where \({T \colon D \subset X \to X}\) is an iteration function in a cone metric space X. In order to make this paper selfcontained, we briefly review some basic definitions and results from this theory.
Throughout this paper J denotes an interval on \({\mathbb{R}_{+}}\) containing 0. For an integer \({k \ge1}\), we denote by \({S_{k}(t)}\) the following polynomial:
If \({k = 0}\) we assume that \({S_{k}(t) \equiv0}\). Throughout the paper we assume by definition that \({0^{0} = 1}\).
Definition 2.1
([18])
A function \({\varphi\colon J \to \mathbb{R}_{+}}\) is called quasihomogeneous of degree \({r \ge0}\) on J if it satisfies the following condition:
If m functions \({\varphi_{1},\ldots,\varphi_{m}}\) are quasihomogeneous on J of degree \({r_{1},\ldots,r_{m}}\), then their product \({\varphi_{1} \cdots\varphi_{m}}\) is a quasihomogeneous function of degree \({r_{1} + \cdots+ r_{m}}\) on J. Note also that a function φ is quasihomogeneous of degree 0 on J if and only it is nondecreasing on J.
Definition 2.2
([17])
A function \({\varphi\colon J \to J}\) is said to be a gauge function of order \({r \ge1}\) on J if it satisfies the following conditions:

(i)
φ is quasihomogeneous of degree r on J;

(ii)
\({\varphi(t) \le t}\) for all \({t \in J}\).
A gauge function φ of order r on J is said to be a strict gauge function if the inequality in (ii) holds strictly whenever \({t \in J \backslash\{ 0 \}}\).
The following is a sufficient condition for a gauge function of order r.
Lemma 2.3
([18])
If \({\varphi\colon J \to \mathbb{R}_{+}}\) is a quasihomogeneous function of degree \({r \ge1}\) on an interval J and \({R > 0}\) is a fixed point of φ in J, then φ is a gauge function of order r on \({[0, R]}\). Moreover, if \({r > 1}\), then function φ is a strict gauge of order r on \({J = [0, R)}\).
Definition 2.4
([17])
Let \({T \colon D \subset X \to X}\) be a map on an arbitrary set X. A function \({E \colon D \to \mathbb{R}_{+}}\) is said to be a function of the initial conditions of T (with a gauge function φ on J) if there exists a function \({\varphi\colon J \to J}\) such that
Definition 2.5
([17])
Let \({T \colon D \subset X \to X}\) be a map on an arbitrary set X, and \(E \colon D \to \mathbb{R}_{+}\) be a function of the initial conditions of T with a gauge function on J. Then a point \({x \in D}\) is said to be an initial point of T (with respect to E) if \({E(x) \in J}\) and all of the iterates \({T^{k}x}\) (\(k = 0,1,2,\ldots \)) are well defined and belong to D.
The following is a simple sufficient condition for initial points.
Theorem 2.6
([18])
Let \({T \colon D \subset X \to X}\) be a map on an arbitrary set X and \({E \colon D \to \mathbb{R}_{+}}\) be a function of the initial conditions of T with a gauge function φ on J. Suppose that \({x \in D}\) with \({E(x) \in J}\) implies \({Tx \in D}\). Then every point \({x_{0} \in D}\) such that \({E(x_{0}) \in J}\) is an initial points of T.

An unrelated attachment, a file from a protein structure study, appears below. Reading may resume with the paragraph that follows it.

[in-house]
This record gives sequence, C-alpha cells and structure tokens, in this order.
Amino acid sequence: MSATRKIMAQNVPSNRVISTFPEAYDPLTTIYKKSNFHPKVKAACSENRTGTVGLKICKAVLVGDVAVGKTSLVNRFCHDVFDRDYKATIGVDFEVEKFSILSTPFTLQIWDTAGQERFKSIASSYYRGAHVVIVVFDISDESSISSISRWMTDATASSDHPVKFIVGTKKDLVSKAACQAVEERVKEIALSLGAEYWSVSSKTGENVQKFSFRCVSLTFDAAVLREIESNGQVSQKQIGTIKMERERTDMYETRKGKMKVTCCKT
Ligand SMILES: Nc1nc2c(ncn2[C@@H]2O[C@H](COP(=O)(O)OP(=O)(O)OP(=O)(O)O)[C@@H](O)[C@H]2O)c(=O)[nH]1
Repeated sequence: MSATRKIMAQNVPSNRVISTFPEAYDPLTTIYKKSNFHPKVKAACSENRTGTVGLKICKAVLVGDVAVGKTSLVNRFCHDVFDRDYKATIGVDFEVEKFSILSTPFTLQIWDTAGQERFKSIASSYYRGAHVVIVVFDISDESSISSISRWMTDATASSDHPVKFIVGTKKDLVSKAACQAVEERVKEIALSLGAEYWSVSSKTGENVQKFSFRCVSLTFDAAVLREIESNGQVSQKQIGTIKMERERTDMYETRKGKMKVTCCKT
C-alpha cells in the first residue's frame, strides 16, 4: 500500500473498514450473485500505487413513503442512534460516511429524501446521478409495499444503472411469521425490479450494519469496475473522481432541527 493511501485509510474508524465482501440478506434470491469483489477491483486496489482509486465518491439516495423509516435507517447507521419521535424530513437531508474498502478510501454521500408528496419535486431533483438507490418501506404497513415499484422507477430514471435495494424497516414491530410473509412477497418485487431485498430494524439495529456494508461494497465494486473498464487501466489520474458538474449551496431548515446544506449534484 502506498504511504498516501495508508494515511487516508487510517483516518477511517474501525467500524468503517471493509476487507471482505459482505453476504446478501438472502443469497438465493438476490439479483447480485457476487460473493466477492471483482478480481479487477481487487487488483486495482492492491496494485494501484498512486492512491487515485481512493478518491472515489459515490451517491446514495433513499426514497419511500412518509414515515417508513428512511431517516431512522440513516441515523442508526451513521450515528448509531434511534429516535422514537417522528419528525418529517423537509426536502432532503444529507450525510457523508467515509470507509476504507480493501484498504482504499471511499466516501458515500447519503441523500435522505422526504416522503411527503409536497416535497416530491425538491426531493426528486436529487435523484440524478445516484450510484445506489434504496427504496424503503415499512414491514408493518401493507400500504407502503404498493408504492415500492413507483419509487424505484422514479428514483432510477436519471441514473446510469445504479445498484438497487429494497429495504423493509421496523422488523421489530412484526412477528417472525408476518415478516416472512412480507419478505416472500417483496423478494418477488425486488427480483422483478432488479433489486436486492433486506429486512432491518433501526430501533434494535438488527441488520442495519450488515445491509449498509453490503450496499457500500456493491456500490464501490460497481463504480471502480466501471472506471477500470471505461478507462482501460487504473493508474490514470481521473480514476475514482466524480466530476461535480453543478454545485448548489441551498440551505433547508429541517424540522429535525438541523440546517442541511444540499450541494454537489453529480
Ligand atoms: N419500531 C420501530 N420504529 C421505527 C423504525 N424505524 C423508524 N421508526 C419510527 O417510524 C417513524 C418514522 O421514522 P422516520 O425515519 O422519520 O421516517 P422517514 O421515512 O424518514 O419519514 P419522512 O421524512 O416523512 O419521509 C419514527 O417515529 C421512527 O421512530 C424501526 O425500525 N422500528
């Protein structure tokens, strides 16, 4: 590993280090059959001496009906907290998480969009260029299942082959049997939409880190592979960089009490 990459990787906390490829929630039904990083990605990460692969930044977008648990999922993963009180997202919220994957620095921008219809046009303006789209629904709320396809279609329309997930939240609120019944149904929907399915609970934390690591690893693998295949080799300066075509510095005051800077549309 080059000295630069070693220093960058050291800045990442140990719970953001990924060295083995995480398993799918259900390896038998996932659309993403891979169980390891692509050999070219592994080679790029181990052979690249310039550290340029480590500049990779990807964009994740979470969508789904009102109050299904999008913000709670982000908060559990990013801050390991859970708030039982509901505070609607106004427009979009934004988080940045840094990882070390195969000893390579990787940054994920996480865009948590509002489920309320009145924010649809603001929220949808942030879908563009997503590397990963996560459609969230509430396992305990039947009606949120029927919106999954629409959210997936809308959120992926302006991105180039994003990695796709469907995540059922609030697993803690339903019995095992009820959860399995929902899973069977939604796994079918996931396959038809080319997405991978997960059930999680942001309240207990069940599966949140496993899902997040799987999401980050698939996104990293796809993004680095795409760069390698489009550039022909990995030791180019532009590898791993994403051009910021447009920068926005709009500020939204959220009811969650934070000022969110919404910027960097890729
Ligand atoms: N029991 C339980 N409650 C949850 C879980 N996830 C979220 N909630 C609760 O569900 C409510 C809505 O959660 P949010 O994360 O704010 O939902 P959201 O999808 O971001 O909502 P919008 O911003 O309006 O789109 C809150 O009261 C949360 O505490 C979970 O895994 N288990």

Definition 2.7
([19])
Let \({T \colon D \subset X \to X}\) be an operator in a cone normed space \({(X,\\cdot\)}\) over a solid vector space \({(Y,\preceq)}\), and let \({E \colon D \to \mathbb{R}_{+}}\) be a function of the initial conditions of T with a gauge function on an interval J. Then the operator T is said to be an iterated contraction at a point \({\xi\in D}\) (with respect to E) if \(E{(\xi) \in J}\) and
where the control function \({\beta\colon J \to[0,1)}\) is nondecreasing.
The following fixed point theorem plays an important role in our paper.
Theorem 2.8
(Proinov [19])
Let \({T \colon D \subset X \to X}\) be an operator of a cone normed space \({(X,\\cdot\)}\) over a solid vector space \({(Y,\preceq)}\), and let \({E \colon D \to \mathbb{R}_{+}}\) be a function of the initial conditions of T with a gauge function φ of order \({r \ge1}\) on an interval J. Suppose T is an iterated contraction at a point ξ with respect to E with control function β such that
and there exists a function \({\psi\colon J \to \mathbb{R}_{+}}\) such that
where \({\phi\colon J \to \mathbb{R}_{+}}\) is a nondecreasing function satisfying
Then the following statements hold true.

(i)
The point ξ is a unique fixed point of T in the set \({U = \{ x \in D : E(x) \in J \}}\).

(ii)
Starting from each initial point \({x^{(0)}}\) of T, Picard iteration (2.1) remains in the set U and converges to ξ with error estimates
$$ \bigl\Vert x^{(k+1)}  \xi\bigr\Vert \preceq\theta \lambda^{r^{k}} \bigl\Vert x^{(k)}  \xi\bigr\Vert \quad \textit{and}\quad \bigl\Vert x^{(k)}  \xi\bigr\Vert \preceq \theta^{k} \lambda^{S_{k}(r)} \bigl\Vert x^{(0)}  \xi \bigr\Vert $$(2.8)for all \({k \ge0}\), where \({\lambda= \phi(E(x^{(0)}))}\) and \({\theta = \psi(E(x^{(0)}))}\).